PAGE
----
Standardization of Afrikaans
The linguist Paul Roberge suggests that the earliest "truly Afrikaans" texts are doggerel verse from 1795 and a dialogue transcribed by a Dutch traveller in 1825. Printed material among the Afrikaners at first used only proper European Dutch. By the mid-19th century, more and more were appearing in Afrikaans, which was very much still regarded as a set of spoken regional dialects.
In 1861, LH Meurant published his Zamenspraak tusschen Klaas Waarzegger en Jan Twyfelaar, which is considered by some to be the first authoritative Afrikaans text. Abu Bakr Effendi also compiled his Arabic Afrikaans Islamic instruction book between 1862 and 1869, although this was only published and printed in 1877. The first Afrikaans grammars and dictionaries were published in 1875 by the Genootskap vir Regte Afrikaners ("Society for Real Afrikaners") in Cape Town.
The Boer Wars further strengthened the position of the new Dutch-like language. The official languages of the Union of South Africa were English and Dutch until Afrikaans was subsumed under Dutch on 5 May 1925.
The main Afrikaans dictionary is the Verklarende Handwoordeboek van die Afrikaanse Taal.
 Difference between Dutch and Afrikaans
Besides vocabulary, the most striking difference between Dutch and Afrikaans is its much more regular grammar, which is likely the result of extensive contact with one or more creole languages based on the Dutch language spoken by the relatively large number of non-Dutch speakers (Khoikhoi, German, French, Cape Malay, and speakers of different African languages) during the formation period of the language in the second half of the 17th century. In 1710, slaves outnumbered free settlers, and the language was developing among speakers who had little occasion to write or analyse their new dialect.
There are many different theories about how Afrikaans came to be. The Afrikaans School has long seen Afrikaans as a natural development from the South-Hollandic Dutch dialect, but has also only considered the Afrikaans as spoken by the Whites. The Afrikaans School has also rejected all alternative ideas.
Most linguistics scholars today are certain that Afrikaans has been influenced by creole based on the South-Holland Dutch dialect. It is hard to trace this influence as there is no material written in Dutch-based creole languages besides a few sentences found in unrelated books often written by non-speakers.
Although much of the vocabulary of Afrikaans reflects its origins in 17th century South Hollandic Dutch, it also contains words borrowed from Asian Malay (one of the oldest known Afrikaans texts used Arabic script; see Arabic Afrikaans), Malagasy, Portuguese, French, Khoi and San dialects, English, Xhosa and many other languages. Consequently, many words in Afrikaans are very different from Dutch, as demonstrated by the names of different fruits:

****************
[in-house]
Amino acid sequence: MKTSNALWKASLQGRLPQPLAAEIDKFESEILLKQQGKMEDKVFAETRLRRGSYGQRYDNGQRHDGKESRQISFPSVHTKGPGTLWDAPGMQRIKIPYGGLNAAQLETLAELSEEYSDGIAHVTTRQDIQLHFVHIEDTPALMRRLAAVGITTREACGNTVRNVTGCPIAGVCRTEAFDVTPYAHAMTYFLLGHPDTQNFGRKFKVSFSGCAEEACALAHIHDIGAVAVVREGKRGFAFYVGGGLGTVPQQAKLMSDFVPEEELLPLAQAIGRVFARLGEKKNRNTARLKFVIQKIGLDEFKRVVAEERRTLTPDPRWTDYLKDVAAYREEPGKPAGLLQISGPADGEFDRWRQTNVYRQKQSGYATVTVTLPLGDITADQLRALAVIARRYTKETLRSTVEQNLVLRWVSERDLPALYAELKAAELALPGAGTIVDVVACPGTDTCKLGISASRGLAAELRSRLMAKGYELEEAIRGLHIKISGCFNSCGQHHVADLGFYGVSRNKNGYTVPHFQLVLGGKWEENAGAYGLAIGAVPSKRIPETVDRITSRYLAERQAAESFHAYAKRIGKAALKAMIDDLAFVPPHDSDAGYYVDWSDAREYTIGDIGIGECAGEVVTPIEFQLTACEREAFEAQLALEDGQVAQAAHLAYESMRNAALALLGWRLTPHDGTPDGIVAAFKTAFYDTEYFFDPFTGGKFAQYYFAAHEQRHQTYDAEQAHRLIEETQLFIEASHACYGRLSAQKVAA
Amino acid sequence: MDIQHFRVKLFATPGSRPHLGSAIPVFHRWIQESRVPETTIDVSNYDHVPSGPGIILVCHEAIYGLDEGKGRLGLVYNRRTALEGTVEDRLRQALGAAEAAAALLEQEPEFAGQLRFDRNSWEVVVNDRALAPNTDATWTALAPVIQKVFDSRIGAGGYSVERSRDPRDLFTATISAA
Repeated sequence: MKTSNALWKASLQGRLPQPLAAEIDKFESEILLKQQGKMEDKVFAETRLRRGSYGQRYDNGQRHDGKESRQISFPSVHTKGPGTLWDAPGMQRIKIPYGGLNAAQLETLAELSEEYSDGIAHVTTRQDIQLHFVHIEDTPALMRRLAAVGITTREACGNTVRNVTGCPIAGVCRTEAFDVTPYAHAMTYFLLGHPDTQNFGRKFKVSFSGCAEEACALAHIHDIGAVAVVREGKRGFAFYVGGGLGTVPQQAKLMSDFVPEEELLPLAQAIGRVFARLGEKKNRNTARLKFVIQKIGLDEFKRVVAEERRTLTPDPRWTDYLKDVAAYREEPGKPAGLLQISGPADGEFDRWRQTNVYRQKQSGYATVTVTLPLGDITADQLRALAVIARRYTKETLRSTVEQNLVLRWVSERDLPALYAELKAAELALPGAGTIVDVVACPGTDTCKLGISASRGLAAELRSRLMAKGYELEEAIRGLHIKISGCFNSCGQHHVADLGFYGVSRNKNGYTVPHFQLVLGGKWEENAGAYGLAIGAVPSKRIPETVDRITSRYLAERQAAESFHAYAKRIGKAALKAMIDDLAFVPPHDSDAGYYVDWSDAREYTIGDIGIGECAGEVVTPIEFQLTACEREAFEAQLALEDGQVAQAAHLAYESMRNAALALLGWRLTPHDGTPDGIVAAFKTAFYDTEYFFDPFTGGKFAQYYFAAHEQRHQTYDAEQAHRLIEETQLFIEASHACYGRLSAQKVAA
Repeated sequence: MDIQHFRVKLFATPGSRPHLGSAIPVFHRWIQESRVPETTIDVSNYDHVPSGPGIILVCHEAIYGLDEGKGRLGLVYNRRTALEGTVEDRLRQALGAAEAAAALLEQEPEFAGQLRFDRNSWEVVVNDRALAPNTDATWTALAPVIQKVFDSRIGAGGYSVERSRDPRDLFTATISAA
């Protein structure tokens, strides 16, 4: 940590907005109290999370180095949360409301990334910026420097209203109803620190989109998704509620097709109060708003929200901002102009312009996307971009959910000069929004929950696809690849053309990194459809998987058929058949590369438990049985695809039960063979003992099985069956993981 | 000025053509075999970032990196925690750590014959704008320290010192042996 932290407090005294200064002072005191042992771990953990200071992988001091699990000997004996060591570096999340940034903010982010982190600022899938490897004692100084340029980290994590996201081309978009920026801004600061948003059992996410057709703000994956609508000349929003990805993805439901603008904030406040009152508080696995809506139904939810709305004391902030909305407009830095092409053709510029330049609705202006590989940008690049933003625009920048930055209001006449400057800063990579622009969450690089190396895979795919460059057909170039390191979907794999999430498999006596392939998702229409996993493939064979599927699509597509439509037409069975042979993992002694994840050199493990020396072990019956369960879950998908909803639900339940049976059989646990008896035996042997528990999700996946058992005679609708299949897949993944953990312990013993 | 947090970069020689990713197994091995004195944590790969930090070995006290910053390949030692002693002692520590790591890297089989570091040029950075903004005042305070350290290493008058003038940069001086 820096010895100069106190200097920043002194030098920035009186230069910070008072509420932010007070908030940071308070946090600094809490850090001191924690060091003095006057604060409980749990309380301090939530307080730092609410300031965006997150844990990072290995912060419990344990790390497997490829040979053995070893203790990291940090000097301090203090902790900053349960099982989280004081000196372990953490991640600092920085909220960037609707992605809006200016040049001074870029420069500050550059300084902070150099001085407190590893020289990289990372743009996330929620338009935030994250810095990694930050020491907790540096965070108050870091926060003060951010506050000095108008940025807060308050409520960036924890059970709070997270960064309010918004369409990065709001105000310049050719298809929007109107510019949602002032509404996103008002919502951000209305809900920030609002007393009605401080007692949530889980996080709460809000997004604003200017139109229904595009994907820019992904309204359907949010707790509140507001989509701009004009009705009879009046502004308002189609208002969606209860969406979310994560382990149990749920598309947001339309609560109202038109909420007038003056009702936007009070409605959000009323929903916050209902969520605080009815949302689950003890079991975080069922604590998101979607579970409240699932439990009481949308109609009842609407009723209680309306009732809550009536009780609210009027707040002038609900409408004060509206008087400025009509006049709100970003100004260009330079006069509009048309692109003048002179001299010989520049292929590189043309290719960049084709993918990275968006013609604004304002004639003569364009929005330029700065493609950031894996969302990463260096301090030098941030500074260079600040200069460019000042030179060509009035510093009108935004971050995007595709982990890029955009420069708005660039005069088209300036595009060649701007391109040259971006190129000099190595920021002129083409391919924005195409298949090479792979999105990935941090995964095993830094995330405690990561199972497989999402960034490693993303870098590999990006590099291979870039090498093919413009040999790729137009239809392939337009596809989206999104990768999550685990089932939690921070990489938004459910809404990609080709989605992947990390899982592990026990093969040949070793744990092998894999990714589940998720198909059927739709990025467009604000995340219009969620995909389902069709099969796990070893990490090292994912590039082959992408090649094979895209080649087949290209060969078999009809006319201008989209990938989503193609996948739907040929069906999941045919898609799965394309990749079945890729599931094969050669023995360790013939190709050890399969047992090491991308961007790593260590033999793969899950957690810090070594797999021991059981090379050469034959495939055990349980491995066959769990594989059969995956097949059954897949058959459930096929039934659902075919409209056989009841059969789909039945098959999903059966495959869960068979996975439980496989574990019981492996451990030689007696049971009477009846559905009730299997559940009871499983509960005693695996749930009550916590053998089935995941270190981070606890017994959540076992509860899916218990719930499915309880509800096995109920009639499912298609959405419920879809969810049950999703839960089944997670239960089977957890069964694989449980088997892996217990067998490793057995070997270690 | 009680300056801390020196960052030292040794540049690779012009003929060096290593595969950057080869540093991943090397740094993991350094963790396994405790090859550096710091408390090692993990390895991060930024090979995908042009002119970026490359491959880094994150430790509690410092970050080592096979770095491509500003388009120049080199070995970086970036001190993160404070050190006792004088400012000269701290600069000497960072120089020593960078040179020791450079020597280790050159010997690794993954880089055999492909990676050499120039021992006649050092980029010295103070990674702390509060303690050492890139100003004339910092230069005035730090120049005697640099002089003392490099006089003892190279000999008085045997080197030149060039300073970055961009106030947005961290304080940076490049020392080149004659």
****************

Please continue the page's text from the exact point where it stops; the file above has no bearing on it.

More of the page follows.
* from Malay pisang (via Dutch East Indies history), Piesang is also used in The Netherlands and Indonesia.
** suur = sour (which is essentially the same as the Dutch word 'zuur'). Lemoen or limoen is also used in standard Dutch.
Written Afrikaans differs from Dutch in that the spelling reflects a phonetically simplified language, and so many consonants are dropped (see also the grammar section for a description of how consonant dropping affects the morphology of Afrikaans adjectives and nouns). The spelling is also considerably more phonetic than the Dutch counterpart. A notable feature is the indefinite article, which, as noted in the grammar section, is " 'n", not "een" as in Dutch. "A book" is "'n Boek", whereas in Dutch it would be "een boek". (Note that "'n" is still allowed in Dutch; Afrikaans uses only "'n" where Dutch uses it next to "een". When letters are dropped an apostrophe is mandatory. Note that this " 'n" is usually pronounced as a weak vowel (like the Afrikaans "i") and is not as a consonant.
Other features include the use of 's' instead of 'z', and therefore, 'South Africa' in Afrikaans is written as Suid-Afrika, whereas in Dutch it is Zuid-Afrika. (This accounts for .za being used as South Africa's internet top level domain.) The Dutch letter 'IJ' is written as 'Y', except where it replaces the Dutch suffix —lijk, as in waarschijnlijk = waarskynlik. Interesting to note that the use of the hard "k" is analogous to the pronunciation in parts of Flanders, which was once part of the United Provinces, and whence many an Afrikaner came. Also to note is that the first 90 Afrikaner settlers came from Haarlem in the Northern Netherlands, a city by that time in majority populated with Southern Dutch immigrants. Also surprising for many Dutch people is the double negative, which is a remnant of Middle Dutch.
 Comparison with Dutch, German and English
(lit. "als het u/je belieft)
(Afrikaans lit. trans. = "wenn es dir beliebt")
(lit. "if it pleases you" - compare archaic "lief")
|dankie||dank je/dank u||danke||thank you|
|eggenoot||echtgenoot||Ehegatte (lit. "Ehegenosse")||spouse (Latin root)|